County planning board approves new housing development
By Brittany N. Gaddy
The Prince George’s County Planning Board unanimously approved the development of The Hub, a mixed-use student housing project on the north side of Knox Road in College Park.
After approving the preliminary plan of developer Core Campus Manager, LLC (Core Spaces) on Oct. 8, the board approved the detailed site plan Oct. 15.
The plan will create a 0.72-acre parcel of land by combining six lots and razing two duplexes that were built in 1953.
The apartment building will have 161 dwelling units, which will include 46 one-bedroom units, 21 two-bedroom units and 94 four-bedroom units. Amenities will include a gym, yoga room, sauna, club room, hot tub and a pool terrace. There will be 1,022 square feet of space set aside for retail and plans include a garage with 94 parking spaces.
During a Sept. 15 College Park City Council meeting, members discussed the redevelopment of land at 4210-4220 Knox Road. The council voted to approve the development plan Sept. 22. Some members had concerns about the apartments’ affordability, the development’s stormwater management and the increase in traffic it could introduce to the area.
The costs of the rental units have not yet been decided.
Councilmember John Rigg (District 3) expressed his concern that possible high prices for The Hub could make it difficult for some University of Maryland students to live in the city.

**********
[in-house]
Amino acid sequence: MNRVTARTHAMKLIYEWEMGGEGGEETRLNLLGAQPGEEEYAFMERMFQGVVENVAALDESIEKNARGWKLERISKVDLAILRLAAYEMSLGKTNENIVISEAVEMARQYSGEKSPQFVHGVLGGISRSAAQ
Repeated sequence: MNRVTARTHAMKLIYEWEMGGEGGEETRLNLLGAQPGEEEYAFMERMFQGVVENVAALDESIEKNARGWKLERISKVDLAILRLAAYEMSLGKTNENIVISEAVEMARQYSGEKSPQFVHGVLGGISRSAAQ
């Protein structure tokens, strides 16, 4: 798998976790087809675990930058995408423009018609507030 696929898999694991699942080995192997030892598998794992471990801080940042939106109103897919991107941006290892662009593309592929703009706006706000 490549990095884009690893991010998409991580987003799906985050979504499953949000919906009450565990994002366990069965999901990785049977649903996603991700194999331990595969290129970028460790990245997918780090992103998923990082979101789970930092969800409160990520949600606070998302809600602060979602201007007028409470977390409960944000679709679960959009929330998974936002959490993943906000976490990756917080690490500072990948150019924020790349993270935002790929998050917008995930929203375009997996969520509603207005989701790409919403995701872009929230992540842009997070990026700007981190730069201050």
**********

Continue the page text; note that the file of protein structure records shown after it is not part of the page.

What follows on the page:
Matthew Tedesco, a lawyer representing Core Spaces, said that the diversity of the units will increase the apartments’ affordability.
Edward Maginnis Jr., assistant vice president for real estate at the University of Maryland, said that increasing the supply of apartments will also lower rental prices.
City council student liaison Adam Rosenbaum compared The Hub’s possible rents to Terrapin Row apartments, which are currently priced as high as $1,909 for a one bedroom apartment.
“… [I]t doesn’t really change the status quo,” Rosenbaum said. “This is just sort of adding to the number of beds … without really making it easier or more accessible for students to live close to.”
Councilmember Maria Mackie (District 4) said she’s concerned that having another high rise in the area could exacerbate stormwater management issues.
But according to Miriam Bader, senior planner for the city’s Department of Planning and Community Development, all stormwater will be treated and remain on the site. It “will be collected and treated by five micro-bioretention planters … with underdrains, a green roof and a vault and filter system.”
Currently, there is no stormwater management for the site, said David Bickel, Core Spaces’ civil engineer. “So this development makes everything better,” he noted.
While some residents are concerned that the development may increase traffic in the area, a traffic impact analysis conducted by Lenhart Traffic Consulting Inc., indicates that plans for The Hub offer adequate access to public transportation facilities, minimizing the need for cars. The study also projected that the intersection of Knox Road and Route 1 is equipped to handle the additional traffic volume.
Citing some low levels in the analysis, Tedesco said, “At the end of the day, the analysis and the test that we have to conduct, and the laws that we have to follow do indicate that this is a passing intersection under all circumstances.”
“In general, [students are] very excited to have The Hub coming,” Rosenbaum said. The retail space is “a major source of excitement.” But the issues of traffic and storm water management will remain in discussion as The Hub development process continues.